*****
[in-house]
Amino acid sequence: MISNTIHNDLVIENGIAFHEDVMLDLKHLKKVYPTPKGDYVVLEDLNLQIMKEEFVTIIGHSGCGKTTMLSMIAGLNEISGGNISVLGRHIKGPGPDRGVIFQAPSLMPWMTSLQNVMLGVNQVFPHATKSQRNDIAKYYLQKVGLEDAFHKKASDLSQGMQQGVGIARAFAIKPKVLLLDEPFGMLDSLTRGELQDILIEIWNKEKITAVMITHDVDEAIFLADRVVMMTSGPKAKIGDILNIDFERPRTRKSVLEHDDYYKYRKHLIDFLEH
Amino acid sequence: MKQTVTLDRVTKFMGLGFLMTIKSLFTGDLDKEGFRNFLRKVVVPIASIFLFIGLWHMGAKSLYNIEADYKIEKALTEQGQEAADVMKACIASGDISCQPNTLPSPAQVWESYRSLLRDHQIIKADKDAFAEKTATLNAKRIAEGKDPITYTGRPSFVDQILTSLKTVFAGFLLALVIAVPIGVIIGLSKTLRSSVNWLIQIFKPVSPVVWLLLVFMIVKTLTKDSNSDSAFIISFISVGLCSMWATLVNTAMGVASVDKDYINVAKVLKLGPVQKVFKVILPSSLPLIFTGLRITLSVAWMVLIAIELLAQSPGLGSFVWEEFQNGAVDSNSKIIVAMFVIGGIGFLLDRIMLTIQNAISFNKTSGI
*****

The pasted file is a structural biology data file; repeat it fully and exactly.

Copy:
[in-house]
Amino acid sequence: MISNTIHNDLVIENGIAFHEDVMLDLKHLKKVYPTPKGDYVVLEDLNLQIMKEEFVTIIGHSGCGKTTMLSMIAGLNEISGGNISVLGRHIKGPGPDRGVIFQAPSLMPWMTSLQNVMLGVNQVFPHATKSQRNDIAKYYLQKVGLEDAFHKKASDLSQGMQQGVGIARAFAIKPKVLLLDEPFGMLDSLTRGELQDILIEIWNKEKITAVMITHDVDEAIFLADRVVMMTSGPKAKIGDILNIDFERPRTRKSVLEHDDYYKYRKHLIDFLEH
Amino acid sequence: MKQTVTLDRVTKFMGLGFLMTIKSLFTGDLDKEGFRNFLRKVVVPIASIFLFIGLWHMGAKSLYNIEADYKIEKALTEQGQEAADVMKACIASGDISCQPNTLPSPAQVWESYRSLLRDHQIIKADKDAFAEKTATLNAKRIAEGKDPITYTGRPSFVDQILTSLKTVFAGFLLALVIAVPIGVIIGLSKTLRSSVNWLIQIFKPVSPVVWLLLVFMIVKTLTKDSNSDSAFIISFISVGLCSMWATLVNTAMGVASVDKDYINVAKVLKLGPVQKVFKVILPSSLPLIFTGLRITLSVAWMVLIAIELLAQSPGLGSFVWEEFQNGAVDSNSKIIVAMFVIGGIGFLLDRIMLTIQNAISFNKTSGI